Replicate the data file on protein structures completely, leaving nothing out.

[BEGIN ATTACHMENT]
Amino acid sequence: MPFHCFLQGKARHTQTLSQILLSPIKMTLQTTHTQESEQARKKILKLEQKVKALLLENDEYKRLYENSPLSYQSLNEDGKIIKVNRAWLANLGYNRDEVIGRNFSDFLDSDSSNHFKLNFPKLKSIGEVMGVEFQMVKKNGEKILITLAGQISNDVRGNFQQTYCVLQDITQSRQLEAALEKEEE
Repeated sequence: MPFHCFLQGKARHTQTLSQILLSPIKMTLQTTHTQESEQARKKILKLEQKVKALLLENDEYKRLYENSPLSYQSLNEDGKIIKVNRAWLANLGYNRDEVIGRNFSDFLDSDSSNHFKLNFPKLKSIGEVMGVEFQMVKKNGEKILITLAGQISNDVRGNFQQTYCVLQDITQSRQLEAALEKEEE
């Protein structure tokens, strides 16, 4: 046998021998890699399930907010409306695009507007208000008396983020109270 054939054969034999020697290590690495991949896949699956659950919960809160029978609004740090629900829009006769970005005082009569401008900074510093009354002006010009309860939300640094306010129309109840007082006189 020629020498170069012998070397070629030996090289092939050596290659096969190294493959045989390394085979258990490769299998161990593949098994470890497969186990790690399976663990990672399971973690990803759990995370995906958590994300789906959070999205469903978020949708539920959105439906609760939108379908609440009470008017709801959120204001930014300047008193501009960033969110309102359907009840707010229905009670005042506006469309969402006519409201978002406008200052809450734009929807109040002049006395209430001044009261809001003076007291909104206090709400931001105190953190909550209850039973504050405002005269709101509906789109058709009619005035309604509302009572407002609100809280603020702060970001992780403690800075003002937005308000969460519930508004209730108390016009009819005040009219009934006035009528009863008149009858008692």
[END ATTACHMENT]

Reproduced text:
Amino acid sequence: MPFHCFLQGKARHTQTLSQILLSPIKMTLQTTHTQESEQARKKILKLEQKVKALLLENDEYKRLYENSPLSYQSLNEDGKIIKVNRAWLANLGYNRDEVIGRNFSDFLDSDSSNHFKLNFPKLKSIGEVMGVEFQMVKKNGEKILITLAGQISNDVRGNFQQTYCVLQDITQSRQLEAALEKEEE
Repeated sequence: MPFHCFLQGKARHTQTLSQILLSPIKMTLQTTHTQESEQARKKILKLEQKVKALLLENDEYKRLYENSPLSYQSLNEDGKIIKVNRAWLANLGYNRDEVIGRNFSDFLDSDSSNHFKLNFPKLKSIGEVMGVEFQMVKKNGEKILITLAGQISNDVRGNFQQTYCVLQDITQSRQLEAALEKEEE
């Protein structure tokens, strides 16, 4: 046998021998890699399930907010409306695009507007208000008396983020109270 054939054969034999020697290590690495991949896949699956659950919960809160029978609004740090629900829009006769970005005082009569401008900074510093009354002006010009309860939300640094306010129309109840007082006189 020629020498170069012998070397070629030996090289092939050596290659096969190294493959045989390394085979258990490769299998161990593949098994470890497969186990790690399976663990990672399971973690990803759990995370995906958590994300789906959070999205469903978020949708539920959105439906609760939108379908609440009470008017709801959120204001930014300047008193501009960033969110309102359907009840707010229905009670005042506006469309969402006519409201978002406008200052809450734009929807109040002049006395209430001044009261809001003076007291909104206090709400931001105190953190909550209850039973504050405002005269709101509906789109058709009619005035309604509302009572407002609100809280603020702060970001992780403690800075003002937005308000969460519930508004209730108390016009009819005040009219009934006035009528009863008149009858008692």